If you thought UK rail was confusing enough then look at the situation across the Channel.
Over in France national rail operator SNCF already operates a two-tier mainline service but now it might add a third.
Tier 1 is SNCF’s flagship TGVs which connect Paris with many towns and cities within France. TGVs are renowned worldwide for their speed and comfort but this comes at a price.
Tier 2 is Ouigo, a budget TGV service operating over an increasing number of busy high-speed routes. Ouigo adopts the business plan of low-cost airlines, aiming to compete with domestic air and deregulated bus services.
This tier 3 would consist of conventional loco-hauled Corail rolling stock.
Although Corail coaches are 45 years old they are considered some of Europe’s finest, offering a smooth comfortable ride.
This third tier of mainline trains could be introduced in 2022-2023. It would charge lower fares than Ouigo because, by using classic lines, it would avoid having to pay high-speed track fees.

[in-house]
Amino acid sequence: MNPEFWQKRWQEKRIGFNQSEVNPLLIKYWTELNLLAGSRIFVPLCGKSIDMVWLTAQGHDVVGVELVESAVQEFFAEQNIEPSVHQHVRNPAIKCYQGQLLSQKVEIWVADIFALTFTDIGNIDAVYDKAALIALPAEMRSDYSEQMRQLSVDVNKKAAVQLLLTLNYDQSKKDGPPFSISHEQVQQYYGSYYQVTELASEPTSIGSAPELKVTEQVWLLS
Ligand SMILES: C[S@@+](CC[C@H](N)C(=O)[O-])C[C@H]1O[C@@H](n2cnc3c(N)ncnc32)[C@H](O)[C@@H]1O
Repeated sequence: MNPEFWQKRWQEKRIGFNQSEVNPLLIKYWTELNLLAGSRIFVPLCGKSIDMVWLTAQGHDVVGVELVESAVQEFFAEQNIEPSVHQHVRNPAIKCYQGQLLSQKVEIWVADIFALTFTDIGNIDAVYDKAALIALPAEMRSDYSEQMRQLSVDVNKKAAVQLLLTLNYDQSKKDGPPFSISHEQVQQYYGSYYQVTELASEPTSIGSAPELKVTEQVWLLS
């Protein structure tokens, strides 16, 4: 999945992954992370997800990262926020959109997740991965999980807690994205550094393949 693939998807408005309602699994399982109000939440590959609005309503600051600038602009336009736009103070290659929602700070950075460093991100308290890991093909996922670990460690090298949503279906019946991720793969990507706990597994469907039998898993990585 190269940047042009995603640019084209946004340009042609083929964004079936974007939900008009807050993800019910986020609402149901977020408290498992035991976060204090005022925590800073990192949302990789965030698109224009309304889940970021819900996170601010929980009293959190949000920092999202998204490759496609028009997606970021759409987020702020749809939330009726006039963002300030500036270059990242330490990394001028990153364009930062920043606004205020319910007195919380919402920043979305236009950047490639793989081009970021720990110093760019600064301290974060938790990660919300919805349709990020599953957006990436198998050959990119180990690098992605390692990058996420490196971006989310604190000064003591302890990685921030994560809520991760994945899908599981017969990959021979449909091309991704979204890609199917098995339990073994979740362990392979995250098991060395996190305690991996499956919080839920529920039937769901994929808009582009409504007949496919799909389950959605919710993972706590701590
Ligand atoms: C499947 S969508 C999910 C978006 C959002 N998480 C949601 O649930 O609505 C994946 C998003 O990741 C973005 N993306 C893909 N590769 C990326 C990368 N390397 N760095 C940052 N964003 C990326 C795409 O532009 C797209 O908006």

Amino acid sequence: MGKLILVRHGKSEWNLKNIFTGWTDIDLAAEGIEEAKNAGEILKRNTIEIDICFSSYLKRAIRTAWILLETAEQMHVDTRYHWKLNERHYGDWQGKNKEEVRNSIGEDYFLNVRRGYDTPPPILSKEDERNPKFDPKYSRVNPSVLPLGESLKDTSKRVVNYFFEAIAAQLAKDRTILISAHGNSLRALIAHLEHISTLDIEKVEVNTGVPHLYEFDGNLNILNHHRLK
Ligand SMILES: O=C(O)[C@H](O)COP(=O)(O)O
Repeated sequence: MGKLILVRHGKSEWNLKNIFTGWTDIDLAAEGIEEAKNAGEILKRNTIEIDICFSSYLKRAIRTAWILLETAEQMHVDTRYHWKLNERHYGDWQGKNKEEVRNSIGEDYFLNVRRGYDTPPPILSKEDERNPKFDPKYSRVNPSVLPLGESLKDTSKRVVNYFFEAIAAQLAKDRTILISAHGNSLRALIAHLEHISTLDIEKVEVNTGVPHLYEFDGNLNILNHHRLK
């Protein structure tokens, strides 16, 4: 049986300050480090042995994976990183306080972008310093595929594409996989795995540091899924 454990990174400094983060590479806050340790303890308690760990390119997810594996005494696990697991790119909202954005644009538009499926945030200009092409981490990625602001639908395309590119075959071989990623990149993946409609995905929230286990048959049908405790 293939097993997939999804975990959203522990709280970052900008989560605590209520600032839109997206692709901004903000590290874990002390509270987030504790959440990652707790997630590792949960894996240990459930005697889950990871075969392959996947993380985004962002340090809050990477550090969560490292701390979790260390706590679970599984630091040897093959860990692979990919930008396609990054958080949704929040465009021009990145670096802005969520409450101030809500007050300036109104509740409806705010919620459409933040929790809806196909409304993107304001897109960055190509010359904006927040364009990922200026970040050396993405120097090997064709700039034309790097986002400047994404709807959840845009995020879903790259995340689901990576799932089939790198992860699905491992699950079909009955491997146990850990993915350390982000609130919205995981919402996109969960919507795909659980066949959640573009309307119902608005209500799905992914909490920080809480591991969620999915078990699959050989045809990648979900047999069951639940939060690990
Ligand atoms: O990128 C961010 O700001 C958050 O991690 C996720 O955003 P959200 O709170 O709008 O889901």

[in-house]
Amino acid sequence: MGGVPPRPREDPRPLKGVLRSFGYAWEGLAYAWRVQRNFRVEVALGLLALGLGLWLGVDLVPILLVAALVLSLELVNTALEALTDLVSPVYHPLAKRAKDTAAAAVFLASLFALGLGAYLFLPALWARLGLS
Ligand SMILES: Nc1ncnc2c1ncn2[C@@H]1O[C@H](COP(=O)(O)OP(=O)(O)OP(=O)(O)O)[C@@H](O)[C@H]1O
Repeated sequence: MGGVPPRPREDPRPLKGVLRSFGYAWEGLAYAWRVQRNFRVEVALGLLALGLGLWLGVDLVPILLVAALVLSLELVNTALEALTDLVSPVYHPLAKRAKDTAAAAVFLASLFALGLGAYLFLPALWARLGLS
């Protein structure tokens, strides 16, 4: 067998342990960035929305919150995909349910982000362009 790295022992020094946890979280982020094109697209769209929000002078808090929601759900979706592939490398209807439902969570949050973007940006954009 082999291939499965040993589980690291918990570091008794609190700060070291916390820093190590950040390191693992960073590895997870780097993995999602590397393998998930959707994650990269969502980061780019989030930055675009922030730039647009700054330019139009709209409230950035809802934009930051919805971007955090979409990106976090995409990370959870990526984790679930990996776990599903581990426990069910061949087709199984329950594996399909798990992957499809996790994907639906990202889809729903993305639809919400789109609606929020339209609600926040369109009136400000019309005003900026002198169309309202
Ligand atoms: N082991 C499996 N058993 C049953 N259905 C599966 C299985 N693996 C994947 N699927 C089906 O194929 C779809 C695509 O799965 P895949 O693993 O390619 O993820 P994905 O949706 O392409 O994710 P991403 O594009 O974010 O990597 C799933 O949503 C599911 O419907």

Initial routes would link Paris with Lyon and Marseille to be followed later by Paris-Bordeaux and destinations to the capital’s West.
The downside of course would be longer journey times, but not everyone needs to flash between towns and cities at a speed of 300 km/h.
So Tier 3 is really aimed at cost-conscious rail or bus users or those who car-share.
However one cannot help thinking there could be another motive.
Is SNCF’s Tier 3 aimed at thwarting Germany’s Flixtrain should it later decide to enter the French market?
I commend SNCF for its innovation but I wish France’s rail operator would do something with Eurostar (SNCF is the major shareholder).
Eurostar holds a monopoly of cross-Channel passenger services. Wouldn’t it be good, when things return to normal, if Eurostar were to operate a “light” product?